True. Good point, Greg.
Moonrise makes this even more explicit than his other films through the use of the Cuckoo Song at the end of the film suggesting the impossibility of the idyll being sustained as children turn to adults.The illusion of there being an escape is what is lost as the children become the adults as the issues haunting all of them still remain.
Certainly agree with Greg and Matt that there is definitely a darker subcurrent in this film and other films by Anderson. It doesn’t obviate the fun aspect, but does lend a more pessimistic reading to the events. The kids are seen as flawed, too, but not as damaged as the adults. However, Anderson doesn’t give us an apparent way out when these kids become adults and repeat all the same mistakes/patterns as adults. Childhood, then, is a short idyll – troubling as this idyll is – before the responsibilities of adulthood submerge the inner child in us.
Did anyone see the quickly composed ‘happy ending’ as a bit of an ironic twist – ie, a bit unbelievable? Even Swinton’s mean character bends to the reconciliation at the end. A bit too pat, but maybe just another layer of reference to older film conventions by Anderson. I think there are several subtle references to earlier films in this, but I just don’t seem to be able to pick them out.
Btw – as I mentioned earlier, Anderson uses the term "over and out’ a few times when the characters are communicating by radio. This is a cliche from many earlier films, as the correct term when ending a conversation by ham radio is just “out”. But maybe Anderson doesn’t know this, either? (One of the few things I picked up when I was in the Army – taking a course in radio communication).
One can see the actions of Sam and Suzy paralleling that of Captain Sharp and Laura Bishop even as they are shown to be intent on not doing so. Or to put it another way, the film can be seen as almost suggesting the actions of Sam and Suzy are a projection of the two adults as Suzy is linked to her mother and Sam to the Captain, even going so far as having Sam sneak out of the house into Sam’s waiting car in the end which continues the dynamic of the illicit relationship established between Laura and him.
It is also worth noting, i think, that the film is set in the past which puts it into a different sort of relationship with the audience as it builds a feeling of yearning for times past in us as well. Made all the more potent by it being just before the great turmoil of the latter half of the sixties. This might also be seen as suggesting a further potential split between Sam and Suzy as they age as Sam has settled with the authority figure, captain Sharp, and Suzy seems to be more apt to continue to roam. Her being cast as the raven in the Noah story is further confirmation of this. (There is more that might be suggested by the story of Noah as well depending on how much one wants to try to read parallels between Moonrise and Noah. Certainly it can be suggested that Murray’s character’s drunkenness and “nakedness” could have some greater suggestive value for example, but that is getting ahead of the more evident purposes of the content.)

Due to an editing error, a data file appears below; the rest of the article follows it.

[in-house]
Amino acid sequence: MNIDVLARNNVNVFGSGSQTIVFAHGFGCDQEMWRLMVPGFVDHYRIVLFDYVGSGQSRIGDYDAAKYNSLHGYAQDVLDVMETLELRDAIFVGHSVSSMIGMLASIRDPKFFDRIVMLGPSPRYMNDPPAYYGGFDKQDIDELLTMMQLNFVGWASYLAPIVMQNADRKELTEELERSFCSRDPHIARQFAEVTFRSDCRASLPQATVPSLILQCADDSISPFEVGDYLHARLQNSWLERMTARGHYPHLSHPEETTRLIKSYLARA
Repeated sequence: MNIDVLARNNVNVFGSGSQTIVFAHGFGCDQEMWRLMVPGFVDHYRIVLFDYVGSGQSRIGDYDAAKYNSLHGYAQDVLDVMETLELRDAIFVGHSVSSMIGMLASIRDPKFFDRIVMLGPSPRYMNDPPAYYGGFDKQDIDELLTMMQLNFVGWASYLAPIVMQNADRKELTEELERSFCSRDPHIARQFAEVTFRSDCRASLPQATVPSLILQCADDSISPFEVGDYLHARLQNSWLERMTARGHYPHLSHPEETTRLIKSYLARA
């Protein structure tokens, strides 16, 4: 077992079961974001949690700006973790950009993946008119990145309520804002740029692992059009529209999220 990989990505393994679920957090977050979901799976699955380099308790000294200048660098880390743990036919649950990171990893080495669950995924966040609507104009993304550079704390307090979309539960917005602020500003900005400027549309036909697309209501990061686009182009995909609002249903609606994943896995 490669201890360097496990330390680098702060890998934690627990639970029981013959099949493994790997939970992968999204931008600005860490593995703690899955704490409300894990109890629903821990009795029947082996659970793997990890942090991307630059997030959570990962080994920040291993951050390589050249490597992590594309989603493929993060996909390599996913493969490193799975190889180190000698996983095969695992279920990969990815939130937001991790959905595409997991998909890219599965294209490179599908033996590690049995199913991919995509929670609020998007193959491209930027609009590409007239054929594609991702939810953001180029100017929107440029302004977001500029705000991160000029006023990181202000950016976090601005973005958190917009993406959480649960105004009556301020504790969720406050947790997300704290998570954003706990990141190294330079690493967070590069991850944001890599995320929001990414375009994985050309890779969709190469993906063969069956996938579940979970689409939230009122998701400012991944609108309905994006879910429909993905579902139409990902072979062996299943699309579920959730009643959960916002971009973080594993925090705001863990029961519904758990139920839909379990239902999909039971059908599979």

Having a narrator who speaks of the events before they happen also adds to the sense of fatedness and confinement in a way as the characters will enact what is already “known” to an extent.
Regarding Oxy’s statement about the ending, yes, it is too “pat” in a way. It violates something of a “rule” of storytelling I’ve heard Updike quote, which is that coincidence can be used to establish problems for the characters but coincidence should not be used to resolve problems. Doing so, which is something like what happens here suggest a sort of artificiality and emphasizes the fated or ordained nature of the tale.
One comparison which I want to throw out there is between Moonrise Kingdom and Tree of Life, as odd as that initially might seem to the Malick fanboys. Both films are reliant on a sense of nostalgia established in the films to bring sense to their conclusions. In Tree, the nostalgia is a bridge to resolution as it is the necessary link to the epiphanic end, whereas in Moonrise nostalgia is shown more as an implacable yearning which is known to be ultimately unsupportable but no less powerful for that.
Oh, and a couple of other things while I’m thinking about it.
One is that it isn’t just the Cuckoo song at the end of the film which establishes the “impossibility” of sustaining the idyll. The first song, Britten’s Young Person’s Guide to the Orchestra sets up the entirety of the film as it plays a theme, a really beautiful theme, by the “older” composer Purcell which Britten then works variations on, taking the listener through each section of the orchestra as they sound their own interpretation of it before coming back together and being folded into the older theme. This suggests the individual actions will “sound” but, eventually, to a pattern already arranged even as there are now some variations on it. The pull is back to the already established in a sense. This might be seen as allowing for the possibility of change, as the variations do alter, but it also suggests limits.